“So far, we haven’t seen anything that looks fair to us,” Pelosi told reporters shortly after the House approved two articles of impeachment against Trump. “But right now, the president is impeached.”

Democrat Charles Schumer, the Senate minority leader, has asked Senate Majority Leader Mitch McConnell to call four witnesses who did not testify during the House hearings: Mick Mulvaney, the director of the White House Office of Management and Budget; Robert Blair, Mulvaney’s chief of staff; Michael Duffy, a budget office appointee who Democrats say was authorized to withhold aid to Ukraine; and John Bolton, the former national security adviser, who has said he knows more about the Ukraine situation than has been made public.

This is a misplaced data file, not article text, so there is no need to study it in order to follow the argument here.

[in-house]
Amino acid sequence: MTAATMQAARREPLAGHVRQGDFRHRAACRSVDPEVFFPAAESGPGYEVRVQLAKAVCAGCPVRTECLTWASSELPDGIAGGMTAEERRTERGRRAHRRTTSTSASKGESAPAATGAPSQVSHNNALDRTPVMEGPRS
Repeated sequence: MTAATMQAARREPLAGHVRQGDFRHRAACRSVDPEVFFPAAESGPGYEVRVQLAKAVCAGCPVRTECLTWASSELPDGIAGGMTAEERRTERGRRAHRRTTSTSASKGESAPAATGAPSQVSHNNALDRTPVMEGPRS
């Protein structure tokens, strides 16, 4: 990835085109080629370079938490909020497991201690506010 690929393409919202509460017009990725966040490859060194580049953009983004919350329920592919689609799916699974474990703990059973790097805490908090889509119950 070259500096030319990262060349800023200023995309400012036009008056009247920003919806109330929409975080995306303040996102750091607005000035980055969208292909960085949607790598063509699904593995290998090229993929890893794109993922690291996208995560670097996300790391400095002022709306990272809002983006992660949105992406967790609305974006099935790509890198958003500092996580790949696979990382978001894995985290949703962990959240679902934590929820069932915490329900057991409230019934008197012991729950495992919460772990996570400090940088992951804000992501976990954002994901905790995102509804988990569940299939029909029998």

McConnell said on the eve of the vote that the Senate will call no witnesses. He has said he is coordinating trial strategy with the White House, much to the consternation of leading Democrats.

As The New York Times reported, there are no set rules for a Senate trial on impeachment. Rather, the Senate passes a resolution first laying out trial procedures.

The Republican majority in the Senate could vote to immediately dismiss the case without any consideration of the evidence if it wanted, the Times reported.

Decisions on whether to call witnesses are not final. Trump had called for witnesses during the House hearings, but Republicans have reportedly settled on a strategy of breezing through any trial and bank on a majority of senators willing to vote against removing the president from office without hearing from witnesses the Democrats have called for — or anybody else.